Rehabilitation of Prison Leavers
Opinion generally divides on whether the primary function of the prison system should be punishment or rehabilitation. It goes without saying that those who are a danger to others must be incarcerated; also that actions need to have consequences, else where is the deterrent? However, the high rate of re-offending should be a concern. Studies have shown two factors that consistently impact re-offending rates: instability of external circumstances (lack of security around employment and accommodation, substance abuse) and behaviours (prior offending, behaviour issues during the sentence).
For those sincerely wishing to make a new start on release, I believe it is critical to help support a perception of identity that can withstanding both any discrimination met in the community and resist any impulses to return to former behaviours, combined with providing the required practical support to ensure stability after release. Many people who find themselves in a prison system have had the misfortune to grow up in environments where they have received no positive reinforcement, and consequently do not have a strong foundation for self-esteem. Many have also grown up in an environment where offending is normalised. We can only draw upon the discourses that are available to us; therefore, a critical part of rehabilitation must be to ensure that more helpful personal and social discourses are available.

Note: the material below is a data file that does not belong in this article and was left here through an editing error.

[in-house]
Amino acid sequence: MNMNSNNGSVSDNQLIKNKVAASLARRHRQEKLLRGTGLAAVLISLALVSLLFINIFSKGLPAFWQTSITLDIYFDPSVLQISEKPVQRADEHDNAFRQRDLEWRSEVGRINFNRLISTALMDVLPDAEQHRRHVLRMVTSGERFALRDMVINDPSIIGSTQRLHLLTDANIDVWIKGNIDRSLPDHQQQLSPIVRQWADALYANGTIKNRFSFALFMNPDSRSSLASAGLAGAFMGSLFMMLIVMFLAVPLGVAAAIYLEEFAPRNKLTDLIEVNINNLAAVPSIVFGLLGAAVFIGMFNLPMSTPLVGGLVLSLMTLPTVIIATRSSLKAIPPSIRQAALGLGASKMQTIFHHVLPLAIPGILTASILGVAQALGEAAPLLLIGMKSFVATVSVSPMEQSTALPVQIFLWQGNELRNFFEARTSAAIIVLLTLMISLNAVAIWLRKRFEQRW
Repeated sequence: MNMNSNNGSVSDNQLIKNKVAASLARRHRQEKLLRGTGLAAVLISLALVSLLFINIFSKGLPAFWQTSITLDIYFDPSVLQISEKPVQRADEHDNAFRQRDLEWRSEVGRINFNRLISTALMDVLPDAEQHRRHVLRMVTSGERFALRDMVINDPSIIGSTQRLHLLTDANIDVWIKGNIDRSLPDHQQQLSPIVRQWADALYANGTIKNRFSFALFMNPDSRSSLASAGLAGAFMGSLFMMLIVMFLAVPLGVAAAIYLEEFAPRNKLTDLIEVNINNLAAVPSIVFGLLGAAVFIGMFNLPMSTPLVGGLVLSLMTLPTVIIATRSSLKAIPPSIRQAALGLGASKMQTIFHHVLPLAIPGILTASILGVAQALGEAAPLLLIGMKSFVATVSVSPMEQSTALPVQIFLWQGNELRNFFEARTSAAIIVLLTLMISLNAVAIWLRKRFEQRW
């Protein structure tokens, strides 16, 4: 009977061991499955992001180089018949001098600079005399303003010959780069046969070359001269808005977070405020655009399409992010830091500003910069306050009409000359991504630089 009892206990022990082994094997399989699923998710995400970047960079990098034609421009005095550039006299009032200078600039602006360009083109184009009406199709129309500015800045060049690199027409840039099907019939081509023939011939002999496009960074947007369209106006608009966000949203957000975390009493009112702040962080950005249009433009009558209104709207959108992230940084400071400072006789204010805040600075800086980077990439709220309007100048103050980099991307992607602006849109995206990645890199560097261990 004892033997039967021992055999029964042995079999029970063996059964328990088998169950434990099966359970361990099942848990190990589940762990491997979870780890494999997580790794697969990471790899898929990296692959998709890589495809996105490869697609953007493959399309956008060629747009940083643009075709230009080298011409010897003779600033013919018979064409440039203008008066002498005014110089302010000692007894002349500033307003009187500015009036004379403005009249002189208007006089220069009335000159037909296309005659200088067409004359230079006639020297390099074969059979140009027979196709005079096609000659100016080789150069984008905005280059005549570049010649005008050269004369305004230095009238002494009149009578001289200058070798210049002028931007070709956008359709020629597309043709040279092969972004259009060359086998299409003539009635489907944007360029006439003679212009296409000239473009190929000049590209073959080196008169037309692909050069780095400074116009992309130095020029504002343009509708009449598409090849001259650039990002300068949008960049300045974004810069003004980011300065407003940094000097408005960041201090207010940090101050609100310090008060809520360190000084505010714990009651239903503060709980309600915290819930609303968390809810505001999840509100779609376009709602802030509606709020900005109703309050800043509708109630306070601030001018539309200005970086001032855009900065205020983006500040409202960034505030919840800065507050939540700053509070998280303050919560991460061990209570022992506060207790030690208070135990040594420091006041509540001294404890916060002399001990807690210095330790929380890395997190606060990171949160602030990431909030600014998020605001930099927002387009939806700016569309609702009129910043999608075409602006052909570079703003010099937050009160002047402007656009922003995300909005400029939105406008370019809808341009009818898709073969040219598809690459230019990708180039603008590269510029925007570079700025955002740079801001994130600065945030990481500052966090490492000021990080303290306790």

Having have the privilege to be asked to speak in a prison where my book had been well received, and finding that my identity approach had a positive impact, I am in the early stages of putting together a program for inmates due for release, and of putting this through proof of concept.